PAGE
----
My one caveat about Glasswalk structural floor systems, manufactured by IBP Glass Block Shop and First Impression Glass, is that they may exacerbate the symptoms of "bathophobia" (fear of falling from a high place), or "batophobia" (fear of heights or being close to tall buildings). And even if you don't suffer precisely from one of these aforementioned maladies, you're sure to have some kind of relationship with the idea of a freefall.
Glasswalk. Manufactured by IBP Glass Block Shop and First Impression Glass.
Whether it's the nihilistic ecstasy of dreams in which you plummet earthward, or the puzzling compulsion many feel to throw themselves headlong into the rushing waters of Niagra, the idea of having no floor beneath one's feet is terrifying and euphoric at once. The mystifying transparency (and translucence) of IBP's glass floor systems evoke something of this attract/repel dynamic, albeit in "tempered" form. So apart from the first impression that Glasswalk is a bridge ostensibly made from pure light, what is it? So glad you asked: "The IBP Glass Block Grid System places real glass block in a precision engineered, custom-manufactured aluminum grid ... easy to handle and install—usually in about the same time as their conventional glass-pane counterparts or polycarbonate substitutes—these systems feature a variety of grid colors, which harmonize well with any building design." The aluminum grid, which forms the structure for all Glasswalk configurations, also defeats the aesthetic limitation of the gray mortar joints endemic to traditional glass block design.
The systems come in 6" and 8" square "pavers," in addition to custom-sized glass units as large as 48" x 48". The trick to Glasswalk's structural integrity is two-fold: the modular aluminum framing or "grid" is strong, lightweight, and easy to install; and the glass itself is typically a three-layer composition: the top layer is tempered for impact resistance; the lower layer is strengthened via exposure to heat; and the middle layer is a clear resin that bonds top to bottom for even greater structural integrity. The result is a floor that "meets applicable code requirements for load and impact: the Glasswalk SG system is rated for glass units up to a 48" clear span with a 48" width—for a full 16 sq. ft. in area—or up to a 89" clear span in a 5" width."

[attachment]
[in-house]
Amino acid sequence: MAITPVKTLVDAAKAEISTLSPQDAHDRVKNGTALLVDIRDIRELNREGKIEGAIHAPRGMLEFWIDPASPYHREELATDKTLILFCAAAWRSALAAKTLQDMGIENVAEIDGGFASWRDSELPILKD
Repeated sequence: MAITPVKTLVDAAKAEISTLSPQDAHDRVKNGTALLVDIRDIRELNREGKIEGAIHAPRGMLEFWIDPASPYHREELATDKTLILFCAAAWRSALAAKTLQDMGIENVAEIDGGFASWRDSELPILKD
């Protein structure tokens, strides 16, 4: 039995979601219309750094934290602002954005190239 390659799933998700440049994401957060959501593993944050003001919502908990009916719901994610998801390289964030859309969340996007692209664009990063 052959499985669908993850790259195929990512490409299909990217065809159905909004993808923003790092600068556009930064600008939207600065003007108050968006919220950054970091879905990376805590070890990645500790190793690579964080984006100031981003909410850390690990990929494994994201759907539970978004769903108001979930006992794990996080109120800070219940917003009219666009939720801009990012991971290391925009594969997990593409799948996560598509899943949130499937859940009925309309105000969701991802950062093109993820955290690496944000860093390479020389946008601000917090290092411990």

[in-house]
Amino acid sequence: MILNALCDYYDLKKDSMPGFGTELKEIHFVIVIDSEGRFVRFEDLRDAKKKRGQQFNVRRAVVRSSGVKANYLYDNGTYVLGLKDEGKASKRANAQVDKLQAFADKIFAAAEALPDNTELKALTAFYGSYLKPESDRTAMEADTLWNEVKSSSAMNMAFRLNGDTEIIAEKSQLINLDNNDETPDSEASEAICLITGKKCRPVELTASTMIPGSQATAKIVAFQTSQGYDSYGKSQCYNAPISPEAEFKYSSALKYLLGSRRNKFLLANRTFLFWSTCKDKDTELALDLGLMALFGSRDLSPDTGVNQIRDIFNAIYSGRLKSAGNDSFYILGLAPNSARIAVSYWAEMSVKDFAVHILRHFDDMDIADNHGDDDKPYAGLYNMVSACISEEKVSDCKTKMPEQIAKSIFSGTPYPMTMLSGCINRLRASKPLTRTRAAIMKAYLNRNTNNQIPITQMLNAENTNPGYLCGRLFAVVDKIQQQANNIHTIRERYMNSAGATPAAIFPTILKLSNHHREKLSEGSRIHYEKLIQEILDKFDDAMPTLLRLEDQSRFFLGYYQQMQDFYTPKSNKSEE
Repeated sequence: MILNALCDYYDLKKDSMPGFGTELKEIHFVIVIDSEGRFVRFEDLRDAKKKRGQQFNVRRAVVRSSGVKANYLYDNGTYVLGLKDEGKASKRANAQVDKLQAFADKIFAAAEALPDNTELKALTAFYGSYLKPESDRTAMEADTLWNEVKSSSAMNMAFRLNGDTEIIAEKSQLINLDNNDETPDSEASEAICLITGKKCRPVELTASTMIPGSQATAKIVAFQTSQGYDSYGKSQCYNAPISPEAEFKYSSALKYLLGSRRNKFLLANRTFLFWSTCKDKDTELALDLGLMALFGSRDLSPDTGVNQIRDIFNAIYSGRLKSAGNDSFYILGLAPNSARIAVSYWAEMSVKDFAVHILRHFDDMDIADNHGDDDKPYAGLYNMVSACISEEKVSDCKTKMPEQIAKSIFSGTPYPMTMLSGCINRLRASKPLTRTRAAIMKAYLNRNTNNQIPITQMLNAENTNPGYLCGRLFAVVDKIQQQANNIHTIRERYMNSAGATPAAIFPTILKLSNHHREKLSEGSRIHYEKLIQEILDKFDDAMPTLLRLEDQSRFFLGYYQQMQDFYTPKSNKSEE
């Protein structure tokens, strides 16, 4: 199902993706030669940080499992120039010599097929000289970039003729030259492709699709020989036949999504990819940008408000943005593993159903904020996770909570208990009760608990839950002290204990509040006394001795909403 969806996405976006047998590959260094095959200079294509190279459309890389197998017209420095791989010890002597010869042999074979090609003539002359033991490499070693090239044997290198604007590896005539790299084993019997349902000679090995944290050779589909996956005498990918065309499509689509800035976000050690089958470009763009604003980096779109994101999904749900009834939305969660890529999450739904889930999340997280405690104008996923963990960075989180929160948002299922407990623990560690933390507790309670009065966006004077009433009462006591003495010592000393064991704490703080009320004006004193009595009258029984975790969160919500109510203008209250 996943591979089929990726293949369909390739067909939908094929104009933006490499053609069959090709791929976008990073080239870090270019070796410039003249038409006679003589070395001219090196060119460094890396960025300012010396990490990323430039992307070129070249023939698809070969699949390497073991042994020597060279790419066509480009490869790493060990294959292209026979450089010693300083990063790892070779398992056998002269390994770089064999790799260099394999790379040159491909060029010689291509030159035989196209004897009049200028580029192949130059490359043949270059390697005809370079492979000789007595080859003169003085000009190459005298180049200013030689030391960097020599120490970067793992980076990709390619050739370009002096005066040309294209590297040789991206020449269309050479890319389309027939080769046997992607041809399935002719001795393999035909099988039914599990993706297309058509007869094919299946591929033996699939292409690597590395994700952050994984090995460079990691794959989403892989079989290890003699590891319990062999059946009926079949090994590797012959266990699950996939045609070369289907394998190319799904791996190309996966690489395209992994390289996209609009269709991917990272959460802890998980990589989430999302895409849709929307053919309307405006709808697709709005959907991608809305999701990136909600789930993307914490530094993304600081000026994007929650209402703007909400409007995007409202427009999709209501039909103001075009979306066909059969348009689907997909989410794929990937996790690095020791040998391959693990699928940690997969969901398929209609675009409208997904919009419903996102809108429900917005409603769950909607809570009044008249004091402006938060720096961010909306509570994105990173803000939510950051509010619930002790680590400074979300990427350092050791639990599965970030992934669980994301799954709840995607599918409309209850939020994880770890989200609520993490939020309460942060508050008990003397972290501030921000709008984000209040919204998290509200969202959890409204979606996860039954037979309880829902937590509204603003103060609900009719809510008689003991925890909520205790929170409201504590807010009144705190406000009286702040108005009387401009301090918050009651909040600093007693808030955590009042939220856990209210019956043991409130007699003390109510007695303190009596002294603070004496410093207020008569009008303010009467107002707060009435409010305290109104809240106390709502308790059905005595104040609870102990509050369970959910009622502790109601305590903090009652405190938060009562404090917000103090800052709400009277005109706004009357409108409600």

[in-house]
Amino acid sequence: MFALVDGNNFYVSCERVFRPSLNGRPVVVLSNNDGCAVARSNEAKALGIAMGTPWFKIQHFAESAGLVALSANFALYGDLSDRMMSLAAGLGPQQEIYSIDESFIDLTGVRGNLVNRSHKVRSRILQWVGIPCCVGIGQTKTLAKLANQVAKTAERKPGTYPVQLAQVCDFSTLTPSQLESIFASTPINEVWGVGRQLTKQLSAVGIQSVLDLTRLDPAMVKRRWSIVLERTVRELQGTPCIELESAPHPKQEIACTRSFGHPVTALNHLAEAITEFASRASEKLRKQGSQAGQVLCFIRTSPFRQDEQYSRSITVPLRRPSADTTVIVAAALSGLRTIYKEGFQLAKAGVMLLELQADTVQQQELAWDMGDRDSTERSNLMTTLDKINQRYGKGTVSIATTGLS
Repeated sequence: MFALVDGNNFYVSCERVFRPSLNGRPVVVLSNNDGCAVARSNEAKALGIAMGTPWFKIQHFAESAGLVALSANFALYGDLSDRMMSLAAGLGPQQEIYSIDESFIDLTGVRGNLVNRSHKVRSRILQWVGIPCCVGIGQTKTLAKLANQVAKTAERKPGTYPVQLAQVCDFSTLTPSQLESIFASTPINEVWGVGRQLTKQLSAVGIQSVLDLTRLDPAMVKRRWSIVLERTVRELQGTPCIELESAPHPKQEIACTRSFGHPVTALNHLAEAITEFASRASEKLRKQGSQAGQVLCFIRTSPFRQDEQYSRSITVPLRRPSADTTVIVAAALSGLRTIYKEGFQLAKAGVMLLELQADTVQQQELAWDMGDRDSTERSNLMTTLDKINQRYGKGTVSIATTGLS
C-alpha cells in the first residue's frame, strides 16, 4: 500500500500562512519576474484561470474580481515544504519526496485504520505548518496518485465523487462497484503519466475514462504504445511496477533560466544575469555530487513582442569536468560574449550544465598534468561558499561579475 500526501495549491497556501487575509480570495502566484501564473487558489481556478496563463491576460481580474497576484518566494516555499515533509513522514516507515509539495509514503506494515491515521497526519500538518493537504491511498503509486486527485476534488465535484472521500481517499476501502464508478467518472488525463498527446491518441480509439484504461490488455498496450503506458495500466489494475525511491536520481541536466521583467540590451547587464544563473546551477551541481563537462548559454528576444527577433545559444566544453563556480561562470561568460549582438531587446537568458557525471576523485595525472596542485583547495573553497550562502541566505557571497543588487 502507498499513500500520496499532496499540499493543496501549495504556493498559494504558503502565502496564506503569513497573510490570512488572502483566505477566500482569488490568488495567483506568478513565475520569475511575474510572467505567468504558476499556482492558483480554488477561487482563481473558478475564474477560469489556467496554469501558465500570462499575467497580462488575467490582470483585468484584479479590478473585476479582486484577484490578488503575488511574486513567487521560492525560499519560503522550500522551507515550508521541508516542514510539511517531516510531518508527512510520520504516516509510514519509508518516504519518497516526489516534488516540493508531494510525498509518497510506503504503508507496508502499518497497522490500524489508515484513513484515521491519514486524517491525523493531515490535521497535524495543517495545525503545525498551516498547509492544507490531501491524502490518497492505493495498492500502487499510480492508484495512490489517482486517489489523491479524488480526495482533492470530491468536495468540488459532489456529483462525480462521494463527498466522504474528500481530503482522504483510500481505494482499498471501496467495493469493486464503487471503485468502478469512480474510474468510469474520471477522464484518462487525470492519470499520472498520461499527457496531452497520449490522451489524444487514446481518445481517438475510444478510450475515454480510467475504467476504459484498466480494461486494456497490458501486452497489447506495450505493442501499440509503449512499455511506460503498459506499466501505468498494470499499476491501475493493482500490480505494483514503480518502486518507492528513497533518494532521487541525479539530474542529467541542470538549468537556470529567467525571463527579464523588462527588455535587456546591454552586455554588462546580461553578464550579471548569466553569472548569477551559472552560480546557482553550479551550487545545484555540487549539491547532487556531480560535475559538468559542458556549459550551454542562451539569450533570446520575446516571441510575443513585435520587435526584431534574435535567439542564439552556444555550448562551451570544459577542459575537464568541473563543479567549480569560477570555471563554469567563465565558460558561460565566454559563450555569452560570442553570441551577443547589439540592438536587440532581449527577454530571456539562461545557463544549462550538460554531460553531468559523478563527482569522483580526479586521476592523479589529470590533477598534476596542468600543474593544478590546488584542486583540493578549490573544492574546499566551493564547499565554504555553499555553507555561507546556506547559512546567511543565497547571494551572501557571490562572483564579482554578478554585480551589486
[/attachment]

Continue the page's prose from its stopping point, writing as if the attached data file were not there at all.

I think we can all agree to be glad about that, since tumbling to one's death amid a terrific show of fragments and shards atop the stunned pedestrians below probably isn't on our minds when strolling the length of Fort Worth's aptly-named Acme Brick co., or sauntering across the walk in Houston's Summit Plaza. And to ease minds vis-a-vis the more humble (but still humbling) everyday slip-and-fall that a glass surface might cause there's IBP's patented ceramic-based, heat-fused "obscurity frit," which provides a slip-free surface, even for transparent blocks.
In addition to the clear aesthetic appeal of a Glasswalk system, these floors can help designers overcome traditional constraints, such as "how to open up an area to pedestrian traffic without creating 'dead space' below?" and "how to increase natural light in areas where multi-story walkways are required?" By eliminating unsightly framing and promoting the passage of light, Glasswalk floors open up such spaces in more ways than one. Thus, they're becoming a preferred solution for public areas like malls, office buildings, and theaters (see IBP's image gallery). Of course, they're also a tempting addition to any private residence—even yours—provided you're not overcome with paralyzing fear at Glasswalk's gravity-defying machinations.